With respect to ‘earnout arrangements’, the amendments propose to disregard capital gains and losses arising in respect of ‘look-through earnout rights’ and instead, treat the payments received or paid under these arrangements as part of the capital proceeds and cost base of the underlying asset or assets to which the earnout arrangement relates. There are also consequential amendments regarding amended assessments, interest charges, recognition of capital losses and access to capital gains tax (and other) concessions to ensure this new treatment provides taxpayers with outcomes broadly consistent with those that would have arisen had the value of all of the financial benefits under the earnout right been included in the capital proceeds from the disposal of the underlying asset for the seller and the cost base or reduced cost base of the underlying asset for the buyer at the time of the relevant ‘CGT event’. Broadly, these amendments will apply to earnout arrangements entered into on or after 24 April 2015. However, taxpayers that have made statements to the Commissioner or undertaken other actions in reasonable anticipation of announcements made about the amendments in the 2010-11 Budget are protected against the Commissioner applying the law in a way that is inconsistent with what they have anticipated.

With respect to foreign resident capital gains tax withholding, the Bill proposes a new regime that imposes a 10 per cent non-final withholding obligation on the purchasers of certain Australian assets where the asset is acquired from a relevant foreign resident. Broadly, the obligation will apply to a transaction involving the acquisition of an asset that is:

  • taxable Australian real property (TARP)
  • an indirect Australian real property interest
  • an option or right to acquire such property or such an interest.

unless a specific exemption applies, the Commissioner has provided a clearance certificate certifying that the entity is not a relevant foreign resident for the purposes of these amendments, the vendor has made a declaration that they are an Australian resident for tax purposes, or, where the CGT asset acquired is a membership interest, and the vendor has made a declaration that the interest is not an indirect Australian real property interest.

This withholding measure is proposed to apply in relation to acquisitions on or after 1 July 2016. A purchaser is generally taken to have acquired a CGT asset on the date they entered into the contract to acquire it. Therefore, the amendments will not apply to transfers that occur under a contract entered into prior to 1 July 2016.

Tax Laws Amendment (New Tax System for Managed Investment Trusts) Bill 2015, introduced into the House of Representatives on 3 December 2015, together with three related Bills, proposes to implement the new attribution tax regime for managed investment trusts (MITs) and a number of related amendments. For further details see our TaxTalk Monthly feature article The New Managed Investment Trust Regime – Legislation introduced into Parliament.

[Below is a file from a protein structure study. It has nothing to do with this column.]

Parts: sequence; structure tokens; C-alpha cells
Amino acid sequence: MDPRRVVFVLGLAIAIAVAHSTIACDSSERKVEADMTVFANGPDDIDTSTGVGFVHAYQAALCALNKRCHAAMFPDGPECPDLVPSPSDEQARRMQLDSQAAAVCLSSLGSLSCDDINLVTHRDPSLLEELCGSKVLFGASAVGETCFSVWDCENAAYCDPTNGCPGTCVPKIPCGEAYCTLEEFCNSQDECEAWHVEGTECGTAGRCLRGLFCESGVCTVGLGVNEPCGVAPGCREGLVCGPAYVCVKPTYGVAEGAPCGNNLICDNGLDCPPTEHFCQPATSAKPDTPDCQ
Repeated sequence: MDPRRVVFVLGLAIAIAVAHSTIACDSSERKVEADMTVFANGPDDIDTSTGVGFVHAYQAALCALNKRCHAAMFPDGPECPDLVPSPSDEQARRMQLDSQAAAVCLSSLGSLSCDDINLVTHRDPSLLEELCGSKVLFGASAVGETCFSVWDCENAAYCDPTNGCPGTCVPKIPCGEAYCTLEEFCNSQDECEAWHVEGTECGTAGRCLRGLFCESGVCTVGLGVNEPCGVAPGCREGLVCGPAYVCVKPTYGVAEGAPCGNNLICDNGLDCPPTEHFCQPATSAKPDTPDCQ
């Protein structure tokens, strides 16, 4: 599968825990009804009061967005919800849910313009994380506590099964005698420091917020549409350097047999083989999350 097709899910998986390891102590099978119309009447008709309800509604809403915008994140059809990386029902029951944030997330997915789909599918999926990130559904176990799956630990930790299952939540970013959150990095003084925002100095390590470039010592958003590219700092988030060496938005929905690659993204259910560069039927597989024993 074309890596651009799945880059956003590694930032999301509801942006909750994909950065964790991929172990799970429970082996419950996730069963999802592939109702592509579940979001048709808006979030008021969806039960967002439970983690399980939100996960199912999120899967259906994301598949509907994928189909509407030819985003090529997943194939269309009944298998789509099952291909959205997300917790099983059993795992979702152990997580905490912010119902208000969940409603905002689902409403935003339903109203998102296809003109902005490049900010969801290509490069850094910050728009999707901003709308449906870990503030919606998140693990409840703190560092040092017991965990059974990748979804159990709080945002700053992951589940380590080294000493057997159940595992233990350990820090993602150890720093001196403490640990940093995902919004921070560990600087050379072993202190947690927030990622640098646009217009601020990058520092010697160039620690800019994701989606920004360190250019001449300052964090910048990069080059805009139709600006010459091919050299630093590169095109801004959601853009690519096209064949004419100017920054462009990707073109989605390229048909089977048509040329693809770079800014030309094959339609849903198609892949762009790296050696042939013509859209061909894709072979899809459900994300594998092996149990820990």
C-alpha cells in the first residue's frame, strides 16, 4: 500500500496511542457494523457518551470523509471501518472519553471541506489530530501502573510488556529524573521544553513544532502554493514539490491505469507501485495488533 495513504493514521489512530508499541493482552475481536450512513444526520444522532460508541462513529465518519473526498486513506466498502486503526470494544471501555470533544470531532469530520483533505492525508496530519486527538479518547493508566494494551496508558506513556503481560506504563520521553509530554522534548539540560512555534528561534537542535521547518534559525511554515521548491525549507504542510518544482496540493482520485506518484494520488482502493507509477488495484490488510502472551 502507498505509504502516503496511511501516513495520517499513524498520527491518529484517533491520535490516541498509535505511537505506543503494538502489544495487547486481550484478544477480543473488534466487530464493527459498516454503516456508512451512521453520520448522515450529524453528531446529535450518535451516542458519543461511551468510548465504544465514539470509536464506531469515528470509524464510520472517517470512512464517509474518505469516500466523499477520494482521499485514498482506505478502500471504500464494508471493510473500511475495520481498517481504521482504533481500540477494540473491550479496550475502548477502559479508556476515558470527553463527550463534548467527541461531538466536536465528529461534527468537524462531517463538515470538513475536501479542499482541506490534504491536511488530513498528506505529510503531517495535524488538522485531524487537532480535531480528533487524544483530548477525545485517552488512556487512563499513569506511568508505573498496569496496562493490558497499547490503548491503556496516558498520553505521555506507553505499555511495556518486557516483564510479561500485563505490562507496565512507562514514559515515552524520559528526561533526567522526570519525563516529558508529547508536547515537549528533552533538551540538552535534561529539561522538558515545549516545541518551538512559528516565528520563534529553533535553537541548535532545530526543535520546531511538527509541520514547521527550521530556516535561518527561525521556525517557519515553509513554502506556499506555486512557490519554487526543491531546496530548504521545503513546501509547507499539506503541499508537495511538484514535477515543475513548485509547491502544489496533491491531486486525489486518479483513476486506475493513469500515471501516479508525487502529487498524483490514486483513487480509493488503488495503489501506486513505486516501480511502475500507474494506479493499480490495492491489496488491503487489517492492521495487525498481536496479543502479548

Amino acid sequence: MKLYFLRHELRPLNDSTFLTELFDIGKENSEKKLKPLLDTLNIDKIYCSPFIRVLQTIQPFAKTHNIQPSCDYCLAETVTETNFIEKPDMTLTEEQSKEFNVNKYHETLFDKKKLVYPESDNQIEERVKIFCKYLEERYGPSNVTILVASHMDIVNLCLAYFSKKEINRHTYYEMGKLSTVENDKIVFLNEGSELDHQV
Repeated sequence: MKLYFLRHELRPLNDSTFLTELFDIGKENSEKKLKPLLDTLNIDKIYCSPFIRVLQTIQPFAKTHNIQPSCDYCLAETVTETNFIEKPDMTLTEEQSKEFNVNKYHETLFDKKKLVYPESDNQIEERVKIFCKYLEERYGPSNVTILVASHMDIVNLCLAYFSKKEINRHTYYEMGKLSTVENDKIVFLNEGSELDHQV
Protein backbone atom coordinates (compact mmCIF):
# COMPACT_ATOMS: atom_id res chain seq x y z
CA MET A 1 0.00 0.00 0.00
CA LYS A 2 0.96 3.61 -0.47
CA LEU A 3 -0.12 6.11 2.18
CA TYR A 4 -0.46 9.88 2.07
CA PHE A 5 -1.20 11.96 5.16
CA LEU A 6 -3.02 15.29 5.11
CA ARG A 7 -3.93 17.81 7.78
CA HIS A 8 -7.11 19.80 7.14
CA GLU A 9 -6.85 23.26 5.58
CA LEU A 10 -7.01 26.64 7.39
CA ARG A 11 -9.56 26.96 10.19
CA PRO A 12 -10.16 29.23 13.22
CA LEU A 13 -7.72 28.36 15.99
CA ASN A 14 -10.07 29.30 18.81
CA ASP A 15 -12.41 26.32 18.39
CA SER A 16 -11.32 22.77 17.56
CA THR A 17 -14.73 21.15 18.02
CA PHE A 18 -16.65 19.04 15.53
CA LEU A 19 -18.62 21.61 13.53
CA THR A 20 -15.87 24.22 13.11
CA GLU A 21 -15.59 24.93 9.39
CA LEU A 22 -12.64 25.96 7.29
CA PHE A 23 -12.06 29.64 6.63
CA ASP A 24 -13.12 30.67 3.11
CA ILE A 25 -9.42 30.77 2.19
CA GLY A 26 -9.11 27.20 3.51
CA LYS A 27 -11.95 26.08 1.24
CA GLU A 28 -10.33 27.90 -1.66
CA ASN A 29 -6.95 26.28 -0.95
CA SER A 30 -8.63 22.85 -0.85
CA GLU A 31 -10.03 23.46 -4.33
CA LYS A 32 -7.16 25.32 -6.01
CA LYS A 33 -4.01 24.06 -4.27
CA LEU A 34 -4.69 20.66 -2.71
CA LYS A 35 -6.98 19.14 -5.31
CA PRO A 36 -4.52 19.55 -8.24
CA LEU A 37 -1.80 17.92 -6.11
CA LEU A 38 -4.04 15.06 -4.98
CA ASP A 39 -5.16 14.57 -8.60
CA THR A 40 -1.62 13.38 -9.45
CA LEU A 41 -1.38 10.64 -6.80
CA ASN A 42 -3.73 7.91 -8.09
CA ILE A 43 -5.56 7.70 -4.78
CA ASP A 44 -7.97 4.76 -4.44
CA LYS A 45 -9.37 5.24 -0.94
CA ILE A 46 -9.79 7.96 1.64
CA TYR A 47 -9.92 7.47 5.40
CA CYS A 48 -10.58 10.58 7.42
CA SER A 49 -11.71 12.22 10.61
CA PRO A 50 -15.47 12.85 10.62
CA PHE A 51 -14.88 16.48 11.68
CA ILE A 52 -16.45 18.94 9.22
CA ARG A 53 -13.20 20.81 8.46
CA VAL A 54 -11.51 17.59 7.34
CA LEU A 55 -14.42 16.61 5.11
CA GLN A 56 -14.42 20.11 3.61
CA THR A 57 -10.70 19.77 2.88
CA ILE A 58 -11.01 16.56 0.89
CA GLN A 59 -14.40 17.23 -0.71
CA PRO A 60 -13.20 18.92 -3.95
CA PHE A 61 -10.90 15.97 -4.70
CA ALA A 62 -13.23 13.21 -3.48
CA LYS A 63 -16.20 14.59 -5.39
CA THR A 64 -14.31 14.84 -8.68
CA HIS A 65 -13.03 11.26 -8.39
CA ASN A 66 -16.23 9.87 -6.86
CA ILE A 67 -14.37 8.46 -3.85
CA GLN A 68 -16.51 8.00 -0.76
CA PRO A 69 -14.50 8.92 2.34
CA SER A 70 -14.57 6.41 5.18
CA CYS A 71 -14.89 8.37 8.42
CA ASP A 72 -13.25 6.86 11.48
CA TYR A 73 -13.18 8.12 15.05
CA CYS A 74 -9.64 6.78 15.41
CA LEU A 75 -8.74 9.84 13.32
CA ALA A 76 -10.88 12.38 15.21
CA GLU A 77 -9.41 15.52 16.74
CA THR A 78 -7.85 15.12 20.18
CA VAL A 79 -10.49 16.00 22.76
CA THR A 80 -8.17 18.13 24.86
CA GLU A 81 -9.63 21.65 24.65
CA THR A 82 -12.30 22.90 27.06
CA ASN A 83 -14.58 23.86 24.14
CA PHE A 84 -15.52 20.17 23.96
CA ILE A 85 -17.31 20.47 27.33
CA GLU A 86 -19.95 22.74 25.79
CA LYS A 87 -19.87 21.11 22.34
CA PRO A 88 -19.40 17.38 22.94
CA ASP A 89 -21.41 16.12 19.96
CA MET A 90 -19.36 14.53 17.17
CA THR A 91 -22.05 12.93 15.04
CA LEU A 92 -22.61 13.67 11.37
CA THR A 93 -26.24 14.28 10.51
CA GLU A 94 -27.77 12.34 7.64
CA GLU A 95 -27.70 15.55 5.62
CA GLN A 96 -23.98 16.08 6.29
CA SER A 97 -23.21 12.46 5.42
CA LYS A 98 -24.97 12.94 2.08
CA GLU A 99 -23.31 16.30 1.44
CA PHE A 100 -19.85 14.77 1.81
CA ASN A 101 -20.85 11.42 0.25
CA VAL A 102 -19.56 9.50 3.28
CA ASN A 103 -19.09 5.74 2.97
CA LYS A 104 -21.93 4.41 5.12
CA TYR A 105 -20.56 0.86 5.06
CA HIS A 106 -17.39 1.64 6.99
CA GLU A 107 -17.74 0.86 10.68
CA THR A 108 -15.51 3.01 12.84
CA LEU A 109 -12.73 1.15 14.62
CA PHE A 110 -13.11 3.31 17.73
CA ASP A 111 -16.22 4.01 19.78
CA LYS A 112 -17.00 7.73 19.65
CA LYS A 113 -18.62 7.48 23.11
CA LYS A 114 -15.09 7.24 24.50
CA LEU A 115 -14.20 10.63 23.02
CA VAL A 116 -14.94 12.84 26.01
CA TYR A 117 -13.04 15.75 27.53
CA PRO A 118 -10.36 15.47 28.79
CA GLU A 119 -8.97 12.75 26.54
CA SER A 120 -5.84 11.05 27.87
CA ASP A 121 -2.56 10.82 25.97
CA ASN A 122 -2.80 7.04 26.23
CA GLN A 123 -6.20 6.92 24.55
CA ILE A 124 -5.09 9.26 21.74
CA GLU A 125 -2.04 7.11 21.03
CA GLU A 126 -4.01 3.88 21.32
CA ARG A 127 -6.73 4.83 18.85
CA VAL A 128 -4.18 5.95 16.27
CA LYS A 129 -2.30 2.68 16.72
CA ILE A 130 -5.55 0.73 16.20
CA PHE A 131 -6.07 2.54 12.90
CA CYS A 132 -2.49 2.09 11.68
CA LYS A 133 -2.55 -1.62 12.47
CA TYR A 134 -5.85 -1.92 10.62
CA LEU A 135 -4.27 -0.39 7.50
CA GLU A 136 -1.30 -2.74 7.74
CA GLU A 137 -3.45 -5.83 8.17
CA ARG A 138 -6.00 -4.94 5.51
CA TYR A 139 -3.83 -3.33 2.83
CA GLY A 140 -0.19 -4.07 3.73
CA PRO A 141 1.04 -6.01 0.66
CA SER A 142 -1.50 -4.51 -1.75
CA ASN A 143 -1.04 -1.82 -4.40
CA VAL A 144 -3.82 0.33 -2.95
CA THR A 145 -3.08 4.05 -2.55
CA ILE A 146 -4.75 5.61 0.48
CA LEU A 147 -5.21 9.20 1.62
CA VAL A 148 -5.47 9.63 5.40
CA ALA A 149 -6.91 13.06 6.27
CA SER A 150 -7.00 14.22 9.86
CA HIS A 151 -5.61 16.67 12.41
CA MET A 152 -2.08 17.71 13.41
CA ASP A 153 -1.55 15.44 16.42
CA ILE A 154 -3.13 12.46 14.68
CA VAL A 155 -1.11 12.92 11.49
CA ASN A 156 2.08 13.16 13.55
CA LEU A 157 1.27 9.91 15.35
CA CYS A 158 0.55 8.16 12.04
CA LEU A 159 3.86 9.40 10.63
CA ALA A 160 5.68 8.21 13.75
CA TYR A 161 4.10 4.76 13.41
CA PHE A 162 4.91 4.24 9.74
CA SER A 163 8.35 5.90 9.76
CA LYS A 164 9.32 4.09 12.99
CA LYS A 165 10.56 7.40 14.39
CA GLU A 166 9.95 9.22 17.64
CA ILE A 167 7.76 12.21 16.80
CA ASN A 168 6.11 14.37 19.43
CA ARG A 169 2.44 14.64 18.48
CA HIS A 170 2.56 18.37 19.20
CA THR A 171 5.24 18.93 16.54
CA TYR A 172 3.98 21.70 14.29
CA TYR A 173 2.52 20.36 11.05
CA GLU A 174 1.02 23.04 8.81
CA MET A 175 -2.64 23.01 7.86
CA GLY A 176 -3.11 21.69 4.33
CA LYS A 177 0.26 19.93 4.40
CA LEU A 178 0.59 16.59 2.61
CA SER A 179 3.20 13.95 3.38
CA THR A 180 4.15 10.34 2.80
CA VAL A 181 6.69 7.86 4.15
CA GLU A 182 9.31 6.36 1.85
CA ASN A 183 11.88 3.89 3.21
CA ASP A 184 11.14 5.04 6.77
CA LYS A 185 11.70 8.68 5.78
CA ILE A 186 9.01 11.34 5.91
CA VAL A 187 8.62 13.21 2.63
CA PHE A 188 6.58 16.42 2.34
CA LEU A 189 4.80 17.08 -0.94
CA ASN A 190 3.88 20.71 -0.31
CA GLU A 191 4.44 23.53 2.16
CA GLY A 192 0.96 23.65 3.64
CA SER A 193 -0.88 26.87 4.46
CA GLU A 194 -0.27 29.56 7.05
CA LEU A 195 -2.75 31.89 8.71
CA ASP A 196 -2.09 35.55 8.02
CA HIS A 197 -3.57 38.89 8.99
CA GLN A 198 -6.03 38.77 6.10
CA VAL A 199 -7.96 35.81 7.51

Tax Laws Amendment (Implementation of the Common Reporting Standard) Bill 2015, introduced into the House of Representatives on 3 December 2015, proposes to implement the OECD’s Common Reporting Standard (CRS) in Australia from 1 July 2017.

Schedule 1 of the Bill amends the Taxation Administration Act 1953 (TAA 1953) to require certain financial institutions in Australia (known as Reporting Financial Institutions) to report information to the Commissioner of Taxation about financial accounts held by foreign tax residents. This report (statement) will need to contain reportable information in accordance with the Standard for Automatic Exchange of Financial Account Information in Tax Matters, commonly known as the Common Reporting Standard or CRS. In turn, the Commissioner will provide this information to the foreign residents’ tax authorities and will receive information on Australian tax residents with financial accounts held overseas.

The CRS sets out the due diligence rules that Reporting Financial Institutions must follow to identify Account Holders who are tax residents of another Participating Jurisdiction and to report the relevant account information to their local tax authority.

Each statement is due to the Commissioner by 31 July of the year following the year to which the information relates. Of note, transitional arrangements that apply in 2017 require a statement that relates to a Reportable Account that is either a Lower Value Account or a Pre-existing Entity Account be given to the Commissioner by 31 July 2019. Section 388-55 of Schedule 1 to the TAA 1953 allows the Commissioner to defer the time that entities must lodge a statement in the approved form.

Penalties may be applied to Reporting Financial Institutions that do not comply with their reporting obligations.

This measure applies to the period 1 July 2017 to 31 December 2017, as if the period were a calendar year, and to later calendar years. There will be transitional arrangements until 31 December 2019 for certain entities that will not be treated as passive non-financial entities for the purposes of triggering the 'look through' due diligence procedures.